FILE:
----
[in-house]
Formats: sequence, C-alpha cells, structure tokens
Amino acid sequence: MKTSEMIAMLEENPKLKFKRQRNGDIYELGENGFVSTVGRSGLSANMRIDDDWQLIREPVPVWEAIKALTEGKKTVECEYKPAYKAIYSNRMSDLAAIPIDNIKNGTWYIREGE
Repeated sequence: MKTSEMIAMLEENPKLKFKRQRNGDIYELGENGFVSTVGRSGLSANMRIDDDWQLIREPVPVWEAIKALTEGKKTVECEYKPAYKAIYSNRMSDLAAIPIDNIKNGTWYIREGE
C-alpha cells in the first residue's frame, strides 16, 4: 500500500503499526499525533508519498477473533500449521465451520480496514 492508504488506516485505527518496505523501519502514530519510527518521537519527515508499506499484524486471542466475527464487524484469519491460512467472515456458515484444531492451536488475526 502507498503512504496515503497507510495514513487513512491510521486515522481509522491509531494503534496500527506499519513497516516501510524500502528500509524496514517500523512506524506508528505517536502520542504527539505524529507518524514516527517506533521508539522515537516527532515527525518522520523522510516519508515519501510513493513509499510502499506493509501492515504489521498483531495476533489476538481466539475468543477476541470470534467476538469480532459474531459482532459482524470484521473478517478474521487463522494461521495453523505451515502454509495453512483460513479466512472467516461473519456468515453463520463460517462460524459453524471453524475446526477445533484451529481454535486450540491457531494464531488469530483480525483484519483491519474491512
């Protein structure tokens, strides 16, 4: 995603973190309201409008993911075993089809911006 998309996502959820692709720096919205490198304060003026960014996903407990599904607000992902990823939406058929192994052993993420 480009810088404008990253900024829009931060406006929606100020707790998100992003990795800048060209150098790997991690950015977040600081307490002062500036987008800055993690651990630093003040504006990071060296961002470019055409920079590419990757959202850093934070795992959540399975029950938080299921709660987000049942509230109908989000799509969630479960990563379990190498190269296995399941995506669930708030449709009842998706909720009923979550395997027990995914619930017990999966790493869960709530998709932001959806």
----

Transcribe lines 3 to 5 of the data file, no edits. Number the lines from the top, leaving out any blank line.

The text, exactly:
Amino acid sequence: MKTSEMIAMLEENPKLKFKRQRNGDIYELGENGFVSTVGRSGLSANMRIDDDWQLIREPVPVWEAIKALTEGKKTVECEYKPAYKAIYSNRMSDLAAIPIDNIKNGTWYIREGE
Repeated sequence: MKTSEMIAMLEENPKLKFKRQRNGDIYELGENGFVSTVGRSGLSANMRIDDDWQLIREPVPVWEAIKALTEGKKTVECEYKPAYKAIYSNRMSDLAAIPIDNIKNGTWYIREGE
C-alpha cells in the first residue's frame, strides 16, 4: 500500500503499526499525533508519498477473533500449521465451520480496514 492508504488506516485505527518496505523501519502514530519510527518521537519527515508499506499484524486471542466475527464487524484469519491460512467472515456458515484444531492451536488475526 502507498503512504496515503497507510495514513487513512491510521486515522481509522491509531494503534496500527506499519513497516516501510524500502528500509524496514517500523512506524506508528505517536502520542504527539505524529507518524514516527517506533521508539522515537516527532515527525518522520523522510516519508515519501510513493513509499510502499506493509501492515504489521498483531495476533489476538481466539475468543477476541470470534467476538469480532459474531459482532459482524470484521473478517478474521487463522494461521495453523505451515502454509495453512483460513479466512472467516461473519456468515453463520463460517462460524459453524471453524475446526477445533484451529481454535486450540491457531494464531488469530483480525483484519483491519474491512